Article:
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CONCORD, N.C. -- Valvoline’s "Thanks to Truckers" campaign gives kudos to the men and women who drive the big rigs, delivery carriers and waste management trucks for essential services during the coronavirus pandemic.

With NASCAR's return to the track this past weekend, Hendrick Motorsports would like to thank the hauler drivers who always make sure the cars, fire suits, food and other supplies for all four drivers are safely delivered to the tracks.

The drivers also are responsible for making sure the members of their teams have the necessary items needed to set up in the garage. They make sure each hauler is clean and that everything is unpacked and repacked for each race.

“You have to basically take care of 26 guys when you come to the racetrack and set the garage up for the guys. You are almost like the backbone of the operation, because if they don’t have us they don’t have what they need to perform the race duties,” said Heath Edler, the hauler for the No. 9 team.

Get to know our hauler drivers and check out why they play such an important role in making sure everything runs smoothly behind the scenes for race day.


Edler joined the No. 9 team after fellow hauler driver Dean Mozingo mentioned the crew needed another hand. Previously, he was transporting team pit boxes and other equipment with Champion Tire and Wheel, making him familiar with the hauling and racing lifestyle.

Edler and the rest of the drivers are having to adjust to a new normal where they have 24-hour turnarounds at tracks and more than one race a week. Interestingly, Edler said since NASCAR has implemented safety guidelines to keep everyone socially distant, his job has become a little easier. The crews are much smaller, drivers are not allowed to leave their designated areas to help in the garage and everyone is meticulous about making sure items are sanitized and clean.

“(No. 9 crew chief) Alan (Gustafson) has been good about keeping us all up to date and what each person is going to do,” Edler said. “He is thorough about making sure nothing is forgotten. It’s funny because everyone says we are rusty -- we are all a little rusty because we haven’t been there in a while. It all comes back to you.”


Gray credits crew chief Chad Knaus for bringing him on to the Hendrick Motorsports team in 2005. Gray left the organization for about 10 years but when Knaus joined the No. 24 team in 2018, he convinced Gray to return. Gray said Knaus has kept the team close while NASCAR operations were on hold.

“He has us doing this deal every day you have to call someone on the team and find out more about them and I had Chad (recently),” Gray said. “He and I talked for a while, about 4 hours, because we have known each other for so long. Plus, I am the second oldest guy on the team.”

Gray said being clean at the track will be amplified to keep all the crews, drivers and personnel safe. He said the first race was a bit of an unknown, but everyone was prepped to wear their masks while performing their duties and to spray the haulers down a strong disinfectant every hour or two.


Scott has been the hauler driver for Jimmie Johnson and the No. 48 team for five years but has been with Hendrick Motorsports for 10. He grew up around racing, so even though he didn’t have much hauling experience when he joined the organization, he said the transition was easy.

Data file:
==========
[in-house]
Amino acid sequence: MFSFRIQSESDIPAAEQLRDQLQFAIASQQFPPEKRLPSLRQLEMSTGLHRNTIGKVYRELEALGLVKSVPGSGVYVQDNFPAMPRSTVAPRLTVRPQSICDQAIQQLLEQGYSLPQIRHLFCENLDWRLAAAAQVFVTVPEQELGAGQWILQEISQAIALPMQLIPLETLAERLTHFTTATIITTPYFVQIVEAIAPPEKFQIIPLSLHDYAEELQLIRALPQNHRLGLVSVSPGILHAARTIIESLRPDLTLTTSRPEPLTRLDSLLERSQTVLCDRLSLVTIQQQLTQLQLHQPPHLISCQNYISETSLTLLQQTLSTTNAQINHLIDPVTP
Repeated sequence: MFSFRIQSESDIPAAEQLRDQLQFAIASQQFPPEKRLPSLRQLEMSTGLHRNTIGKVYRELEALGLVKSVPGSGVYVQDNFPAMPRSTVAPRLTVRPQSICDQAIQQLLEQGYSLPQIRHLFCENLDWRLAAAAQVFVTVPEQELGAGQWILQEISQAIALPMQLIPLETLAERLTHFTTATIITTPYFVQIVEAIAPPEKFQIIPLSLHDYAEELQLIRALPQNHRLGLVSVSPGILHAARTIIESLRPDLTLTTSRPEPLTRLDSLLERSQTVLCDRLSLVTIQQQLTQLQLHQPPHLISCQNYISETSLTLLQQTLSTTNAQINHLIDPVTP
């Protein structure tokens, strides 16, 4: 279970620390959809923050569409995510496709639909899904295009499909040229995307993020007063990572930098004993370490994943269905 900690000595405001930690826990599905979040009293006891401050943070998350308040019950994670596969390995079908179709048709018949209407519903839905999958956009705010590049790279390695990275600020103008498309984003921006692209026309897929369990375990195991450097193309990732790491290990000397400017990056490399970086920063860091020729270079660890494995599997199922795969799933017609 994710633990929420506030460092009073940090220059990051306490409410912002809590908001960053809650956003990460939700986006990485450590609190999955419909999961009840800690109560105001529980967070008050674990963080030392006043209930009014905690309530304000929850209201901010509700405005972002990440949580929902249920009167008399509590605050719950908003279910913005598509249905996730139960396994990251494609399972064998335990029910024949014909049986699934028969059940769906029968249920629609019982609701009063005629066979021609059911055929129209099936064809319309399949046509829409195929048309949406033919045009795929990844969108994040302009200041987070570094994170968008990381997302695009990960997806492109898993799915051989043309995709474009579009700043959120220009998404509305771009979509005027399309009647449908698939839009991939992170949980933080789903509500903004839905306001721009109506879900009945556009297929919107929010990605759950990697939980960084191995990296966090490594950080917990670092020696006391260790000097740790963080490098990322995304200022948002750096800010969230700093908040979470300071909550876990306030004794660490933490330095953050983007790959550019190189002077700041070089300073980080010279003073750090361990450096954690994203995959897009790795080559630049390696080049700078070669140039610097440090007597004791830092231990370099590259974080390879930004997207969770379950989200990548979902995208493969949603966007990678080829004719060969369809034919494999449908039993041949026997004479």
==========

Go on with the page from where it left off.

Despite Sunday being a learning curve and the drivers having to be more conscious of cleaning and being safe, he said the crew has done everything they can to prepare to get back to the track.

“Hendrick Motorsports is of the elite -- they have everything dialed in,” Scott said. “I have no question that everyone will be dialed in and ready to go. There is one reason why we’re going down there and that’s to win. That’s what we strive and work hard for.”

Scott added that the camaraderie within the team and working with Johnson makes traveling to the tracks even better.

“Being on the best of the best with the seven-time champion, you know you have the best equipment, you have the best teammates, that’s all anybody would want,” he said.


Quillan was part of the racing program at Northwestern Ohio, where he learned about the high-performance side of the racing industry. He worked with Levine Family Racing for two years before he was offered a job with Hendrick Motorsports in 2013. Quillan’s father also is a truck driver and Quillan recalled riding along with his dad as much as possible growing up.

He said while the drivers won’t be loading or unloading the garages for the next several races, the teams have to “think outside the box” in making sure the hauler has everything the entire team needs. On a normal race day, he will not only make sure everything is cleaned and stocked, but he helps with fueling and servicing the cars during practice. Obviously, races over the next month will be different.

”Since we're not going to do practices and qualifying, unloading and setup is going to be basic, but I'll be doing a little more thorough cleaning than I have in the past,” he said. “Other than that, I might be helping a little bit more with pit stops.”

According to Quillan, the best part of driving a NASCAR hauler for a big organization is the fan recognition and the group effort given by each person on the team.

“You get to drive the coolest rig down the road,” Quillan said. “You're pretty much like a rolling billboard. But with how Hendrick Motorsports operates, the biggest thing is always communication with everybody. We try to have the right stuff, right pieces in the trailer and everything.”